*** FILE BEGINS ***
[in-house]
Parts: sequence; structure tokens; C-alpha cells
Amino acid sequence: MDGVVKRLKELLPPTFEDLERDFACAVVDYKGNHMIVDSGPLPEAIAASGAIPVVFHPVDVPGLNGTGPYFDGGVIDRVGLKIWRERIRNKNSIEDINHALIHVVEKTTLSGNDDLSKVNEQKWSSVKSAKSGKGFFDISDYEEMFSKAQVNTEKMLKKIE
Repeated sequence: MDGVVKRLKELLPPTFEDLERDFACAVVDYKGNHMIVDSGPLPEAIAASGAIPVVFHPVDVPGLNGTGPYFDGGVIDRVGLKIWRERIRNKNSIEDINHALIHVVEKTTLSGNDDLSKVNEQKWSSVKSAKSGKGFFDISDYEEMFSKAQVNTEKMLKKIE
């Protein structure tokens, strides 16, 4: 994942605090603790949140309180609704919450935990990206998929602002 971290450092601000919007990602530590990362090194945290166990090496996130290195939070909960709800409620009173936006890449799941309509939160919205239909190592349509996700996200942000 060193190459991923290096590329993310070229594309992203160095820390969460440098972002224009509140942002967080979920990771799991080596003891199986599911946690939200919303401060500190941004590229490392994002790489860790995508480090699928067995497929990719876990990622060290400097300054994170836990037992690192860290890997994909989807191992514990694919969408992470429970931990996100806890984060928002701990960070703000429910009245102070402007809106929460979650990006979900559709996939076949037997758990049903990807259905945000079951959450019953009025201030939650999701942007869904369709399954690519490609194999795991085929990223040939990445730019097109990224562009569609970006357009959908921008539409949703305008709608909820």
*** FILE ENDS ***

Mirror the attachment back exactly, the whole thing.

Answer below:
[in-house]
Parts: sequence; structure tokens; C-alpha cells
Amino acid sequence: MDGVVKRLKELLPPTFEDLERDFACAVVDYKGNHMIVDSGPLPEAIAASGAIPVVFHPVDVPGLNGTGPYFDGGVIDRVGLKIWRERIRNKNSIEDINHALIHVVEKTTLSGNDDLSKVNEQKWSSVKSAKSGKGFFDISDYEEMFSKAQVNTEKMLKKIE
Repeated sequence: MDGVVKRLKELLPPTFEDLERDFACAVVDYKGNHMIVDSGPLPEAIAASGAIPVVFHPVDVPGLNGTGPYFDGGVIDRVGLKIWRERIRNKNSIEDINHALIHVVEKTTLSGNDDLSKVNEQKWSSVKSAKSGKGFFDISDYEEMFSKAQVNTEKMLKKIE
């Protein structure tokens, strides 16, 4: 994942605090603790949140309180609704919450935990990206998929602002 971290450092601000919007990602530590990362090194945290166990090496996130290195939070909960709800409620009173936006890449799941309509939160919205239909190592349509996700996200942000 060193190459991923290096590329993310070229594309992203160095820390969460440098972002224009509140942002967080979920990771799991080596003891199986599911946690939200919303401060500190941004590229490392994002790489860790995508480090699928067995497929990719876990990622060290400097300054994170836990037992690192860290890997994909989807191992514990694919969408992470429970931990996100806890984060928002701990960070703000429910009245102070402007809106929460979650990006979900559709996939076949037997758990049903990807259905945000079951959450019953009025201030939650999701942007869904369709399954690519490609194999795991085929990223040939990445730019097109990224562009569609970006357009959908921008539409949703305008709608909820």